posted by Thom Holwerda on Fri 13th Mar 2009 17:26 UTC
IconDuring the 1970s, the Palo Alto Research Center was the hotspot for computer technology, with various important technological advances in computing coming from these Xerox labs. One of those advances was a humble cable and associated protocols: ethernet was born. El Reg interviewed one of the inventors and the driving force behind ethernet, Bob Metcalfe.

The history of ethernet is an interesting one, and just like all those stories about the (relatively) olden days of computing, filled with amusing anecdotes, such as the origin of the name "ethernet". For that, we need to go back to the late 1800s, when American physicists Albert Michelson and Edward Morley disproved the then accepted belief that light travelled through an invisible medium known as the 'luminiferous ether'.

And that's where the name comes from. "The whole concept of an omnipresent, completely passive-medium for the propagation of magnetic waves didn't exist. It was fictional," Metcalfe explains to El Reg, "But when David Boggs and I were building this thing at PARC, we planned to run a cable up and down every corridor to actually create an omnipresent, completely-passive medium for the propagation of electromagnetic waves. In this case, data packets." Ergo, ethernet. The two first networked Alto machines were named Michelson and Morley.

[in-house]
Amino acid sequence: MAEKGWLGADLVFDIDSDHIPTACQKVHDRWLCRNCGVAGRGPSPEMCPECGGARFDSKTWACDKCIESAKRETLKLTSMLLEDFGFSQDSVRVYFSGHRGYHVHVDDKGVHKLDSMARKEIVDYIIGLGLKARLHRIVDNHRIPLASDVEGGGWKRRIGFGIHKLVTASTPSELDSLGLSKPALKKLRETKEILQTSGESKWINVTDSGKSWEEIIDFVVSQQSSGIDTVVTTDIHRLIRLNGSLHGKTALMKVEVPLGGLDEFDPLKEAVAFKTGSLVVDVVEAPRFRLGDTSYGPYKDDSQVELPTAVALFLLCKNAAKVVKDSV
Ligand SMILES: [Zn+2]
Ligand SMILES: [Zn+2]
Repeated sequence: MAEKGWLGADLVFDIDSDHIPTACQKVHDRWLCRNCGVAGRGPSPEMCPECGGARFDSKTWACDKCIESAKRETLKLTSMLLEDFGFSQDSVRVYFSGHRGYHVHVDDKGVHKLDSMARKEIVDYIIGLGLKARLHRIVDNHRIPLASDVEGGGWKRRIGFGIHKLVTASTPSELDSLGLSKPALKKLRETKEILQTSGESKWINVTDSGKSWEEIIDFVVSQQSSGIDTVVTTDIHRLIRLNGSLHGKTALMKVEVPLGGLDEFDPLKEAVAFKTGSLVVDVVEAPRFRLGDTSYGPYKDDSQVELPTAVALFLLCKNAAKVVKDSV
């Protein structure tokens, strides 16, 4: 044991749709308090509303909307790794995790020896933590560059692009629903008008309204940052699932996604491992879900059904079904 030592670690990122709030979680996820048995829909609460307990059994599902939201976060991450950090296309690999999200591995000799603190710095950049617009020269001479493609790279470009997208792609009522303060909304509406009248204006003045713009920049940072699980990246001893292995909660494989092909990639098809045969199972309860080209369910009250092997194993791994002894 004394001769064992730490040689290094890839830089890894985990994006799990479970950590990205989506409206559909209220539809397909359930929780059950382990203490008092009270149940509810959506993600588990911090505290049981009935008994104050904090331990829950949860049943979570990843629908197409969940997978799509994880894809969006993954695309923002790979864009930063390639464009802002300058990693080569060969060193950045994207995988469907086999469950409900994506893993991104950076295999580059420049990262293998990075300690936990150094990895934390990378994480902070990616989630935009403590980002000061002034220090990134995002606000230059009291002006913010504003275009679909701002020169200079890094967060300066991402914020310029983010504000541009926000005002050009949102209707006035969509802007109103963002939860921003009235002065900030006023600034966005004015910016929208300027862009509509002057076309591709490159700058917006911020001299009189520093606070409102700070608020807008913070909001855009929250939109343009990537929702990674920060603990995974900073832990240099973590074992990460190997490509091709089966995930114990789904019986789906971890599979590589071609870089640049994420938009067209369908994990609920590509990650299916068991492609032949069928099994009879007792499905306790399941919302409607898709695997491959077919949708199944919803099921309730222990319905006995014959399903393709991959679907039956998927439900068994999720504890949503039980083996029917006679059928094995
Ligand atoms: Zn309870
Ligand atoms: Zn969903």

The reason why ethernet became the dominant standard in LAN was because Metcalfe forged a brilliant deal between DEC, Intel, and Xerox, in which they standardised on ethernet. By that time, Metcalfe had left Xerox and had formed 3Com, the company that pushed ethernet. In 1980, DEC, Intel, and Xerox released the "blue book" specification for ethernet, and 5 years later, it became an official standard, IEEE 802.3.

Ethernet wasn't the only standard competing for dominance. Metcalfe recalls how IBM wanted to push its token ring technology, but also that IBM had no intention of actually turning it into a proper, open standard. "IBM had no intention of creating a standard. In their dark little heart they didn't really believe in it," Metcalfe recalls, "We shipped before them, but even still, IBM always had 90 per cent market share - because they were a big powerful company but also because they didn't have their heart in openness. They played all sorts of screwy games with higher level incompatibilities, so that when you tried to sell a Token Ring card into an IBM installation, it would never really work out."

War, war never changes. It seems like many computer/hardware/software companies today (and with "many" I mean "two") still try to pull the same little stunts that IBM tried to pull with its token ring technology. You'd think history is there to be learned from.

In any case, it's an interesting story.

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